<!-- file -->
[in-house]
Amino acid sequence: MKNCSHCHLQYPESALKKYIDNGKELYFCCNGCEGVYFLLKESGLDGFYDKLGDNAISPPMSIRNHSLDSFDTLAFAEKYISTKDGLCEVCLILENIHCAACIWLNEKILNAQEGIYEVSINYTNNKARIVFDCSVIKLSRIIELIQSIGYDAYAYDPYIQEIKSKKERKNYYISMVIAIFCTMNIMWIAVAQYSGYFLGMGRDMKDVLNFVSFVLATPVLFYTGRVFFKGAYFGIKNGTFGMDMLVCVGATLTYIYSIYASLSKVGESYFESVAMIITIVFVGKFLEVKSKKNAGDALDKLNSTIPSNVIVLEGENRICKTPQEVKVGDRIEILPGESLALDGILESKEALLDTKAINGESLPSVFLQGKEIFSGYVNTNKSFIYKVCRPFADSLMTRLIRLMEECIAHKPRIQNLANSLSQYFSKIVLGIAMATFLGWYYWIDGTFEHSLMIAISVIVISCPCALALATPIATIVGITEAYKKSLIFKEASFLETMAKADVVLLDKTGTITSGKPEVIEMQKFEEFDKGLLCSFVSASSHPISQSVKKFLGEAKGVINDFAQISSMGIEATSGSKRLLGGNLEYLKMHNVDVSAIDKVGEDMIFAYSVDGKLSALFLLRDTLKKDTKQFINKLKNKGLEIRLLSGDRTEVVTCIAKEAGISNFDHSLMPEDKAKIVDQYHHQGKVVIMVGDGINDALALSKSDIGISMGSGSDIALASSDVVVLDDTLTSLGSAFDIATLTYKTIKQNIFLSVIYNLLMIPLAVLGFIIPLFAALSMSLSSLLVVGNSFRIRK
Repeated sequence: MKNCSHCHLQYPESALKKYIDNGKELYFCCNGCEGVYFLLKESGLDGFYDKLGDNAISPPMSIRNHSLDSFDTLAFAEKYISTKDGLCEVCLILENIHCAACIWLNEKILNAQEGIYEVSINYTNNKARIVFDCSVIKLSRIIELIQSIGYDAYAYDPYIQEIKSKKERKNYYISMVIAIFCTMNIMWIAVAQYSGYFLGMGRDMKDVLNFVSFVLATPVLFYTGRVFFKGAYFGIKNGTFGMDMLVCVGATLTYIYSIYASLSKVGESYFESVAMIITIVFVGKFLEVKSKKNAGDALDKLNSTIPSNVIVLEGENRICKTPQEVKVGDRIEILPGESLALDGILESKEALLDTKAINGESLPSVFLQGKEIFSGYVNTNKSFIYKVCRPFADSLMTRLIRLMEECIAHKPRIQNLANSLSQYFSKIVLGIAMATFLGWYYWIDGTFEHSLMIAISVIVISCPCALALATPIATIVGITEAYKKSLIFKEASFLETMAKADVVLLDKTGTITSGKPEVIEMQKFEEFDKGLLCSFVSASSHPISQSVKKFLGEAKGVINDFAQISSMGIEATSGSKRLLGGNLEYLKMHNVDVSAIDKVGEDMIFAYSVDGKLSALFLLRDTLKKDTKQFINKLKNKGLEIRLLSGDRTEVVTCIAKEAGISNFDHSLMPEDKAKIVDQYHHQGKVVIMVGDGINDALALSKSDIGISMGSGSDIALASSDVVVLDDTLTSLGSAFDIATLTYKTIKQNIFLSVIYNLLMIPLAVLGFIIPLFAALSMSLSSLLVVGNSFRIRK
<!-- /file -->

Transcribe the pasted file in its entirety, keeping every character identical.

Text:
[in-house]
Amino acid sequence: MKNCSHCHLQYPESALKKYIDNGKELYFCCNGCEGVYFLLKESGLDGFYDKLGDNAISPPMSIRNHSLDSFDTLAFAEKYISTKDGLCEVCLILENIHCAACIWLNEKILNAQEGIYEVSINYTNNKARIVFDCSVIKLSRIIELIQSIGYDAYAYDPYIQEIKSKKERKNYYISMVIAIFCTMNIMWIAVAQYSGYFLGMGRDMKDVLNFVSFVLATPVLFYTGRVFFKGAYFGIKNGTFGMDMLVCVGATLTYIYSIYASLSKVGESYFESVAMIITIVFVGKFLEVKSKKNAGDALDKLNSTIPSNVIVLEGENRICKTPQEVKVGDRIEILPGESLALDGILESKEALLDTKAINGESLPSVFLQGKEIFSGYVNTNKSFIYKVCRPFADSLMTRLIRLMEECIAHKPRIQNLANSLSQYFSKIVLGIAMATFLGWYYWIDGTFEHSLMIAISVIVISCPCALALATPIATIVGITEAYKKSLIFKEASFLETMAKADVVLLDKTGTITSGKPEVIEMQKFEEFDKGLLCSFVSASSHPISQSVKKFLGEAKGVINDFAQISSMGIEATSGSKRLLGGNLEYLKMHNVDVSAIDKVGEDMIFAYSVDGKLSALFLLRDTLKKDTKQFINKLKNKGLEIRLLSGDRTEVVTCIAKEAGISNFDHSLMPEDKAKIVDQYHHQGKVVIMVGDGINDALALSKSDIGISMGSGSDIALASSDVVVLDDTLTSLGSAFDIATLTYKTIKQNIFLSVIYNLLMIPLAVLGFIIPLFAALSMSLSSLLVVGNSFRIRK
Repeated sequence: MKNCSHCHLQYPESALKKYIDNGKELYFCCNGCEGVYFLLKESGLDGFYDKLGDNAISPPMSIRNHSLDSFDTLAFAEKYISTKDGLCEVCLILENIHCAACIWLNEKILNAQEGIYEVSINYTNNKARIVFDCSVIKLSRIIELIQSIGYDAYAYDPYIQEIKSKKERKNYYISMVIAIFCTMNIMWIAVAQYSGYFLGMGRDMKDVLNFVSFVLATPVLFYTGRVFFKGAYFGIKNGTFGMDMLVCVGATLTYIYSIYASLSKVGESYFESVAMIITIVFVGKFLEVKSKKNAGDALDKLNSTIPSNVIVLEGENRICKTPQEVKVGDRIEILPGESLALDGILESKEALLDTKAINGESLPSVFLQGKEIFSGYVNTNKSFIYKVCRPFADSLMTRLIRLMEECIAHKPRIQNLANSLSQYFSKIVLGIAMATFLGWYYWIDGTFEHSLMIAISVIVISCPCALALATPIATIVGITEAYKKSLIFKEASFLETMAKADVVLLDKTGTITSGKPEVIEMQKFEEFDKGLLCSFVSASSHPISQSVKKFLGEAKGVINDFAQISSMGIEATSGSKRLLGGNLEYLKMHNVDVSAIDKVGEDMIFAYSVDGKLSALFLLRDTLKKDTKQFINKLKNKGLEIRLLSGDRTEVVTCIAKEAGISNFDHSLMPEDKAKIVDQYHHQGKVVIMVGDGINDALALSKSDIGISMGSGSDIALASSDVVVLDDTLTSLGSAFDIATLTYKTIKQNIFLSVIYNLLMIPLAVLGFIIPLFAALSMSLSSLLVVGNSFRIRK